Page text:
Investing Solutions (part 3) Welcome to Investing Solutions Week at Barbara Friedberg Personal Finance. Don’t miss parts 1 and 2. Investing Solutions (Part 1); Why You Must Start Saving Now Investing Solutions (part 2); Six Investing Solutions Six Dangerous Investing Myths I’m in the midst of teaching a Corporate Finance class for MBA students at a local university. Some of the concepts, although rather complicated, have important real world applicability. an extremely important concept is, how to use net present value (NPV). It is a method to put a dollar amount on future cash payments. It’s great if you win the lottery and want to determine whether to choose the lump sum payment or monthly option. Or what if you or your folks want to determine the present value of their monthly social security or annuity checks.    When reading one of my favorite blogs, Consumerism Commentary, Luke had to decide whether to take a lump sum payment of his retirement account or monthly payments for the rest of his life. After reading the article, I was curious about which choice would lead to a greater present value for Luke. Here’s how to use net present value to decide whether a lump sum or annuity payment would be worth more. Here was Lukes’s situation: He could receive a lump sum payment of $18,000 or $65 per month for the rest of his life. Before I tell you which one he chose as well as the alternative most of his readers recommended, I’m going to introduce you to a systematic way to decide whether to take a lump sum payment or an annuity. Read more: Should I Invest in an Annuity?>>> How to Calculate and Understand Net Present Value You need to make an assumption before figuring out which alternative is better. The assumption is this; what percent return do you think you can get on your investment? I chose 7% because historically, an investment portfolio containing about 65% stocks and 35% bonds approximates a 7% return.  To calculate how much a regular payment which continues indefinitely is worth today, all you need is this perpetuity formula: Annual cash flow/Interest rate = Present Value If Luke were to receive $65 per month, then he gets $65 x 12 or $780 per...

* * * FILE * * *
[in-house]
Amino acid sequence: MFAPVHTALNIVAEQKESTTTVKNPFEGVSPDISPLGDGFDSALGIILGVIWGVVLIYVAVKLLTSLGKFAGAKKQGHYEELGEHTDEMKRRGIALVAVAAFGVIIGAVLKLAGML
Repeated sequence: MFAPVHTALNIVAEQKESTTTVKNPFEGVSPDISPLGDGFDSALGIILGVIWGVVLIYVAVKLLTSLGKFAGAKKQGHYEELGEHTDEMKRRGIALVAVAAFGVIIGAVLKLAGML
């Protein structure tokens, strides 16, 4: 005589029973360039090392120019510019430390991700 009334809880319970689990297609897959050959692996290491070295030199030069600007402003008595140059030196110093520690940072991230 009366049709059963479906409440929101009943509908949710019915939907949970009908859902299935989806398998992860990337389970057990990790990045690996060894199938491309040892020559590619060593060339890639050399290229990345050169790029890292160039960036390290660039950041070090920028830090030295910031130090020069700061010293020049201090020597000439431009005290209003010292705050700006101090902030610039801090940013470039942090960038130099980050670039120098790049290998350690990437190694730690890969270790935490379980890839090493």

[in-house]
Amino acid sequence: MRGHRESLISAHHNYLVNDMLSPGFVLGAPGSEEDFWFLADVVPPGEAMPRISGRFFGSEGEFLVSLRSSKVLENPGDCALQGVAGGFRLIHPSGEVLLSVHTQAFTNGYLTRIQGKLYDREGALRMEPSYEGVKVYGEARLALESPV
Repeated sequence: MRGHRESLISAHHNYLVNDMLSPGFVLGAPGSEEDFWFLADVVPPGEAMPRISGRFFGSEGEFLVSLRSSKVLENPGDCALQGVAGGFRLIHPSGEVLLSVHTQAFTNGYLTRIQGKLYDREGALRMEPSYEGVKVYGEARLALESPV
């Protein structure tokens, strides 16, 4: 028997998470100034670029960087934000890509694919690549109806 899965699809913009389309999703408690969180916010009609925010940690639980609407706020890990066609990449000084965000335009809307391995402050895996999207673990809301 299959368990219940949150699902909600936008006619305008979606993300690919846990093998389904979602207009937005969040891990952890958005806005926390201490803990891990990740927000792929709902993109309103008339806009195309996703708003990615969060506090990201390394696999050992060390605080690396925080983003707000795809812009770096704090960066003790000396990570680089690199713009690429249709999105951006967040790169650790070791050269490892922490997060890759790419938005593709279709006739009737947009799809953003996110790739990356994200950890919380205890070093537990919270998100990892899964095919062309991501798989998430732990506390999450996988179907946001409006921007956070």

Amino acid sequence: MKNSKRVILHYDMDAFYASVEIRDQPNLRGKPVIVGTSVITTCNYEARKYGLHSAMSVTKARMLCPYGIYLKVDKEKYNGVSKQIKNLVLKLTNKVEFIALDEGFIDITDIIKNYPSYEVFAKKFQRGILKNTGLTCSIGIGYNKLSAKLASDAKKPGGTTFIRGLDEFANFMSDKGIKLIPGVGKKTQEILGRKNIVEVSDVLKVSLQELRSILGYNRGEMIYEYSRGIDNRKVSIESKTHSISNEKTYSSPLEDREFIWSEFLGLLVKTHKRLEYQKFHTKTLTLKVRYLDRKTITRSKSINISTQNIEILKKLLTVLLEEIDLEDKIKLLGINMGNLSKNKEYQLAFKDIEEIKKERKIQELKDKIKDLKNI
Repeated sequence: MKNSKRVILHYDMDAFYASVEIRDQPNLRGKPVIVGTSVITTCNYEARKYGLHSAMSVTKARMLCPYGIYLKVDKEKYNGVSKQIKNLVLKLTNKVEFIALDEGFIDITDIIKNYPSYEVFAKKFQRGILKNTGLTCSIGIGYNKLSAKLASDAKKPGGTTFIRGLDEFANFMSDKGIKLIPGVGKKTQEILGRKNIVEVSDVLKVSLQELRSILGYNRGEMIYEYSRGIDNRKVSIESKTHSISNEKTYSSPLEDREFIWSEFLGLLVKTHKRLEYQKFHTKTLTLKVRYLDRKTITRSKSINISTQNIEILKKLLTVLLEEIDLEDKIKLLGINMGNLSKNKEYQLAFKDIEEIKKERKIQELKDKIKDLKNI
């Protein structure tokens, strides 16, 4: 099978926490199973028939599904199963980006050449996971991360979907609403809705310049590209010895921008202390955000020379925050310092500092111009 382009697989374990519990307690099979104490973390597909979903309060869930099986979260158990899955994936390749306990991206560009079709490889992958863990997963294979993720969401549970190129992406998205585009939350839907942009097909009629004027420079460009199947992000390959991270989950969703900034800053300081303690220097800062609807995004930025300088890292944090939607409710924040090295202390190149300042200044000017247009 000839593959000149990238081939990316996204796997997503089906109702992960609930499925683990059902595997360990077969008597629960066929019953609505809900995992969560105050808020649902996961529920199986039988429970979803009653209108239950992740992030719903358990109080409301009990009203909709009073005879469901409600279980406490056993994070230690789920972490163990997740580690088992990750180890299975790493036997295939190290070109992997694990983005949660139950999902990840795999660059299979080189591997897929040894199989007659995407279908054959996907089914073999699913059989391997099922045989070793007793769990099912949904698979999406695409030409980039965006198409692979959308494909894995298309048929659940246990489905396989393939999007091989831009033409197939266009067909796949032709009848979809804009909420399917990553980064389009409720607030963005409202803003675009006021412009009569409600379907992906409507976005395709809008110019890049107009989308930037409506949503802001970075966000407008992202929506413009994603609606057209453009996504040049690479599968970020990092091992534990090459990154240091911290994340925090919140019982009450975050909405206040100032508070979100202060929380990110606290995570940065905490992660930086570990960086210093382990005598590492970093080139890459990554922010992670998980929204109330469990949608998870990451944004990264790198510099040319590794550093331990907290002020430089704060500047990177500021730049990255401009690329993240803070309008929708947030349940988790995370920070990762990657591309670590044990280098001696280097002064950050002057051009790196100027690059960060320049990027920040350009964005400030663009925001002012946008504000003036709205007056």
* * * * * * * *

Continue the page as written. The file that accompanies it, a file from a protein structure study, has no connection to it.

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Is Buy and Hold Finished? Read What Hulbert Says About Market Timing

By in Advanced Investing, Asset Allocation, Automatic Saving, Bond, Investing, Mutual Funds | 15 comments